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Iroquois Population Update
ęby Doug George-Kanentiio, 1/5/2015

As much of the world enters the year 2015 it is time to assess the current Iroquois population and land area.  On second thought, we might consider this the year 873 AS since it has been that long when Skennenrahowi formally established the Rotinosionni (Haudenosaunee in Seneca) Confederacy on the southern shore of Onondaga Lake during corn harvesting time and beneath a total eclipse of the sun. That would be on August 31, in 1142 ACE (or the old AD) at 2 PM.


There was a time when the Iroquois numbered in the tens of thousands (perhaps as many as a quarter million) in total population before European contact.  This would have included the "St. Lawrence" Iroquois as well as those who lived in that region south of Lake Ontario, east of the Niagara River, west of the Lake Champlain-Hudson River corridor and north of the Susquehanna. Of those people we may include not only the original members of the Confederacy but those who were Iroquois in language and culture; the Wenrohronon (Wenro), Attawantaron (Neutral), Tionontati (Tobacco or Petun) and Erie (Panther Nation) and subsequently absorbed by the Rotinosionni.


Together their communities consisted of inhabitants ranging in population from several hundred to many thousands.  There was no place within the ancestral lands of the Iroquois which were not known or used either as cultivated areas or as hunting and forest preserves. All current counties in Ontario, Quebec,New York and Pennsylvania have hard physical evidence of a dynamic Iroquois presence before and after contact.


By the late 16th and throughout the 17th centuries there was a dramatic decrease in the Iroquois population caused by warfare, territorial displacement and diseases brought by the Europeans. Serious declines continued into the 18th and the early decades of the 19th centuries until there were less than 10,000 Iroquois by the year 1800.


At Akwesasne the theft of Mohawk lands by the US and New York State contributed to the decline in the number of Mohawks as the community was confined to the fraudulent "Seven Nations of Canada" reservation (recently affirmed by the St. Regis Tribal Council) which meant the community could not hunt in their ancestral grounds nor could they fish along the region's rivers. Cycles of starvation and epidemics swept through Akwesasne with the last occuring just after 1900 (but excluding the current wave of diabetes, heart disease and cancers).


Across the continent it was assumed that by the mid-decade of the 20th century Native people would have become extinct hence the popular use of the term the "Vanishing American". This was not unreasonable given that the Native population in North America was estimated to be anywhere from 10-18 million in 1492 reduced to 248,253 by 1900 of which only 6,044 lived in New York State.


The determination of the Iroquois, among many other native nations, to endure defied the political, religious and cultural trends at that time. The flicker of a distinct Iroquois identity grew to a bonfire of activism by the 1920's which in turn led directly to the expansion in the size of Iroquois families. It is simple: people with hope have more children. Based upon the belief that the Iroquois did have something to live for our population naturally rebounded. Self determination and political activism does have tangible political, economic, social and progenerative effects on most peoples as evidenced by the Iroquois.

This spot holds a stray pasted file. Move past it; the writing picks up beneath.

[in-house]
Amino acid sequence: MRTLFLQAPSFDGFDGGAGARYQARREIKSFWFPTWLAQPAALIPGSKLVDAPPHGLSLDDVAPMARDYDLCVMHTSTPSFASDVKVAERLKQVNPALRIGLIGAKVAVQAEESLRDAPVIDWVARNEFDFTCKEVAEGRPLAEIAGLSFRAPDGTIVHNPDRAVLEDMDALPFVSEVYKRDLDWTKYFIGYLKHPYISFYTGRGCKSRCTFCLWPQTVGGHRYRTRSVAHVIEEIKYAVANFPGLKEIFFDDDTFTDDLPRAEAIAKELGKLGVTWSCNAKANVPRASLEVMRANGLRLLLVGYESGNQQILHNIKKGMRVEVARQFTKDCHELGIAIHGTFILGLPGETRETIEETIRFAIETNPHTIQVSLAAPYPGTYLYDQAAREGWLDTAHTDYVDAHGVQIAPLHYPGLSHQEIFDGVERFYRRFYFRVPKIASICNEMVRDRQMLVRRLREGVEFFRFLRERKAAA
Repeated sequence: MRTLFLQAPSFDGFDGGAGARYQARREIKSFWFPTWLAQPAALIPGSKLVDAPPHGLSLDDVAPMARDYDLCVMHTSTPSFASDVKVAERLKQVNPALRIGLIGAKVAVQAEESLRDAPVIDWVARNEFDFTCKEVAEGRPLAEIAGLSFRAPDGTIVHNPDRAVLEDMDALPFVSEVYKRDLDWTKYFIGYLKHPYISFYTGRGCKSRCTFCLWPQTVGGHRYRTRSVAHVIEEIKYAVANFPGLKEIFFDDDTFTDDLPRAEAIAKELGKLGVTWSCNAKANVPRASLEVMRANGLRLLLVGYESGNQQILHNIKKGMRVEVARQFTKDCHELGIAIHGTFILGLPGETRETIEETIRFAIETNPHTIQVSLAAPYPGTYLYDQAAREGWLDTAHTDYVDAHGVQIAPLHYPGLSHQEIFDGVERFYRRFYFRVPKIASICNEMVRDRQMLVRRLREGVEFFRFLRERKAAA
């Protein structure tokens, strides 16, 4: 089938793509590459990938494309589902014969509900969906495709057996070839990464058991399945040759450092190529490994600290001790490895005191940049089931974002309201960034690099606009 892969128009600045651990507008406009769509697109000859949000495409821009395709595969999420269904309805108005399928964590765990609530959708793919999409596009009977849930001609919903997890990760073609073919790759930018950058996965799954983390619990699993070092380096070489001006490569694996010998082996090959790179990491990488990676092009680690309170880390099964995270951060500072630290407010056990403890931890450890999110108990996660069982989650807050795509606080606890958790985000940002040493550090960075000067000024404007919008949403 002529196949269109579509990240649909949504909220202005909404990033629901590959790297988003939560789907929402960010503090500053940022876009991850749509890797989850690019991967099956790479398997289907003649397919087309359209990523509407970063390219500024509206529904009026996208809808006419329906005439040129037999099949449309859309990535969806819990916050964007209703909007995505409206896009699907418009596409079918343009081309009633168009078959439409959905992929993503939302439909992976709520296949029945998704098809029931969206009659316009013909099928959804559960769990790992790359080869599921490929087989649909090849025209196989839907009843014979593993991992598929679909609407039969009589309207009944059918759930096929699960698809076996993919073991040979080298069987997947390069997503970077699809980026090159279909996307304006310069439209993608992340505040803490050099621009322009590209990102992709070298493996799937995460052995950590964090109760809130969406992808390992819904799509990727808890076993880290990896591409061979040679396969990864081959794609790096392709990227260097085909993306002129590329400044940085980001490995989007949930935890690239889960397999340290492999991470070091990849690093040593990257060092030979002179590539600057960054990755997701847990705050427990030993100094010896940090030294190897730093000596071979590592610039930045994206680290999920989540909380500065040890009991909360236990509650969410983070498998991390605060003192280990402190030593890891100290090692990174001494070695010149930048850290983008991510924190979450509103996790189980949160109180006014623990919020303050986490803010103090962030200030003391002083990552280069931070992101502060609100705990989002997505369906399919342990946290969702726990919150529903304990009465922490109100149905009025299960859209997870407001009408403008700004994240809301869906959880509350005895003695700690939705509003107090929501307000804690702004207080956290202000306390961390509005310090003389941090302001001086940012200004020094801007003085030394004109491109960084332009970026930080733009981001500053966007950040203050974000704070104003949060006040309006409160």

As of this year, according to the latest Canadian and American census there are 105,597 enrolled Iroquois in New York, Ontario, Quebec, Oklahoma, Alberta and Wisconsin.   Here is how it breaks down:

 

In Canada there are 67,624 Iroquois:

Of that number 5,977 are from the Oneidas of the Thames

2,411 are from Kanesatake

10,653 from Kahnawake

776 from Wahta

9,295 from Tyendinaga

25,660 from Ohsweken

12,102 from Akwesasne

750 from the Michel's Band of Iroquois in Alberta

 

In the US there are 37,968:

2,412 from Cattaraugus

1,473 from Onondaga

693 from Tonawanda

1,152 from Tuscarora

1,020 from Allegany

1,100 from Oneida

3,288 from the "US" side of Akwesasne

21,321 from Oneida, Wisconsin

5,059 from the Seneca/Cayuga of Oklahoma

450 Cayugas at Cattaraugus

 

In New York State over 221,000 individuals self identified as Natives with over 111,000 in New York City which now has the largest Native urban population in North America. According to the US Census of 2010 there were 81,002 individuals who self identified as Iroquois with the Bureau of Indians Affairs listing 40,570 registered and a total of 47,564 as claimants. No explanation was given as to the discrepancies between the three totals: 37,968: 40,570 and 47,564.


I used only those numbers which were given by the Native nations to the US  and Canadian census. Part of the numerical differences may be accounted for by the refusal of some Native nations to take part in either census. At Akwesasne there is a blending of enrollment across the border (which may inflate the total tabulation) while Ganienkeh's numbers are within the Akwesasne, Kahnawake and Tyendinaga numbers.The Rotinosionni Confederacy has not participated or endorsed the US or Canadian census.


Anyone is free to cite the above (and thereby avoid a lot of research) providing they do the honourable thing and cite my work as their source.
 

http://en.wikipedia.org/wiki/Iroquois

http://www.gambillonjustice.com/home/iriquois_and_justice

 


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